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Windsor historian with unique Oak Island theory not swayed by artifacts

Oak Island historian Kel Hancock of Windsor is pictured by the Oak Island Interpretive Centre prior to co-hosting a tour for Freemasons on Aug. 4.
Windsor historian Kel Hancock says the response he received from an article about his Oak Island theory published in August has been very positive. - File Photo

WINDSOR, N.S. - A Windsor historian, who earlier this year shared his theory on what could be behind Oak Island treasure legends, hasn’t been swayed by recent finds.

Kel Hancock said he received a positive response from the article “Rebellion or treasure? Windsor Oak Island historian says legend could be cover for colonial uprising.” Within a few days of its publication in August, he was invited to discuss the topic on the Sheldon MacLeod Show on News 95.7 FM.

“A number of historians have reached out to me and have validated my take on the political climate of the late 1760s and during the (American) Revolution, which, of course, would support my theory of clandestine activity,” Hancock said.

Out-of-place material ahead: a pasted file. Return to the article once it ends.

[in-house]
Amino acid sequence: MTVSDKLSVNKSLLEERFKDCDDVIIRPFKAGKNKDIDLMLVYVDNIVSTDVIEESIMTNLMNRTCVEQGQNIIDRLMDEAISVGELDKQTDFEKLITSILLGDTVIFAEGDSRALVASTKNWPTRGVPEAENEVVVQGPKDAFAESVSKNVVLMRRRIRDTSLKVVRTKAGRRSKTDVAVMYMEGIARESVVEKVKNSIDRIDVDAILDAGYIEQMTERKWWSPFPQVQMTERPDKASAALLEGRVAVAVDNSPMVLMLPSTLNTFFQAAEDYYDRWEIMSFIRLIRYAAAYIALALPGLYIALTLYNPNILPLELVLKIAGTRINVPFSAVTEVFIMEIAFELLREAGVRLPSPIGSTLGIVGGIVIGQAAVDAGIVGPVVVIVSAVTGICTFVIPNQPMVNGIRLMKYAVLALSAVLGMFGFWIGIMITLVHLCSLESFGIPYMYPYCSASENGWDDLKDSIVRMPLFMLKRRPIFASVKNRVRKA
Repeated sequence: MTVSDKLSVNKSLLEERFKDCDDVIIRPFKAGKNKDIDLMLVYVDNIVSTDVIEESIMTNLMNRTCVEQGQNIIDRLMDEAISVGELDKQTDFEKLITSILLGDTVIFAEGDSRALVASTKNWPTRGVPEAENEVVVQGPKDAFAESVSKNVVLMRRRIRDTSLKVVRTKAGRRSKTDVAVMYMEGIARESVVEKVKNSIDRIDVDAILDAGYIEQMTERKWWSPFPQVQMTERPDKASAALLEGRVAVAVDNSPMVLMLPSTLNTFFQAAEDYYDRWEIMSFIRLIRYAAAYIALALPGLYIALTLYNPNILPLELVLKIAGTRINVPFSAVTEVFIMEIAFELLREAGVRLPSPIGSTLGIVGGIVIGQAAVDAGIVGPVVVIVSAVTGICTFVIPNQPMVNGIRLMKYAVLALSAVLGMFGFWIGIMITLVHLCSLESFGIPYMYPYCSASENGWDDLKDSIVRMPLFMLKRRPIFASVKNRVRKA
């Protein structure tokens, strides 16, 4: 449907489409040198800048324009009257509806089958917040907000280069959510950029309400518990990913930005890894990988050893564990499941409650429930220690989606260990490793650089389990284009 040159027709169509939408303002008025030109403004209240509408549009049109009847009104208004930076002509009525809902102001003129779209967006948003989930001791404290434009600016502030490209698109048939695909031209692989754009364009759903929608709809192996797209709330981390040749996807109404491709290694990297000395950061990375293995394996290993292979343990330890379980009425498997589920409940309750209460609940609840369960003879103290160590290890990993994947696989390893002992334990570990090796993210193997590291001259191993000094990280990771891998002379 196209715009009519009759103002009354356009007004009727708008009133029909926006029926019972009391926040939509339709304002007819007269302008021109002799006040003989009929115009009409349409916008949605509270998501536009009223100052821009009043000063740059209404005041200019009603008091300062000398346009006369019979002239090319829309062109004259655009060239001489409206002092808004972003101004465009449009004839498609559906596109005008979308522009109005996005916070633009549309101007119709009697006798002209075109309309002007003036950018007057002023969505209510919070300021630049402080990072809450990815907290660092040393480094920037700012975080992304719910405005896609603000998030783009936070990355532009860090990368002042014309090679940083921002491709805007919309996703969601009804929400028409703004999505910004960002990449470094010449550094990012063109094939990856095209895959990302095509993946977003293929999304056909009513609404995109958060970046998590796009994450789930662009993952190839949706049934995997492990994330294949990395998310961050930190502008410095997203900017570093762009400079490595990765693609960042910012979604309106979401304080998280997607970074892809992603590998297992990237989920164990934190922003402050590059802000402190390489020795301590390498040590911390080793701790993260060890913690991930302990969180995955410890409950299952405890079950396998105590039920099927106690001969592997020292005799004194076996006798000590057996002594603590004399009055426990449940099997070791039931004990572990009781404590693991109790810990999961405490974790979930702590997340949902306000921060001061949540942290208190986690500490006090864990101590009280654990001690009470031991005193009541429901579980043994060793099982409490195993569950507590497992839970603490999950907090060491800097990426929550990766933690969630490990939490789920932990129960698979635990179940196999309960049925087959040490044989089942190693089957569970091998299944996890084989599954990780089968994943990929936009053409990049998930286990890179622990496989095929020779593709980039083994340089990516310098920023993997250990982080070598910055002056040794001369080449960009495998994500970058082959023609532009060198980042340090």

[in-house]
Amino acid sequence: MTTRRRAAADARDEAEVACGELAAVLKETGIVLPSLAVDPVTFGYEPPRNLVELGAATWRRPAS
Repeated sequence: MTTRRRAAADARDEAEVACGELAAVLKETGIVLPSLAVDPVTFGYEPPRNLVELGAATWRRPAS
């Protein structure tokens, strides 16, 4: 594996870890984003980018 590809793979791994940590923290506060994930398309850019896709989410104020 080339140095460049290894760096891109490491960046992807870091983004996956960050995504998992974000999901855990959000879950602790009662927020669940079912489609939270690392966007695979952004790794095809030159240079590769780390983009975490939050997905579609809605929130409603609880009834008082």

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Reporter Kirk Starratt
Reporter Kirk Starratt
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REBELLION OR TREASURE? WINDSOR OAK ISLAND HISTORIAN SAYS LEGEND COULD BE COVER FOR COLONIAL UPRISING

Some new finds have been outlined since episodes of the sixth season of History TV’s The Curse of Oak Island began airing in November, including a gold-plated broach that could date to the 1300s or earlier and what could be an ancient crossbow bolt or spear head.

However, Hancock said he would be quite reticent to pass judgment without all the facts and the complete potential date range for artifacts usually aren’t presented on the show.

He said the fact the items are being retrieved by treasure hunters instead of archaeologists leaves little hope of determining when the items ended up in the ground and he has yet to see anything that could not be attributed to colonial activity.

Kirk.starratt@kingscountynews.ca

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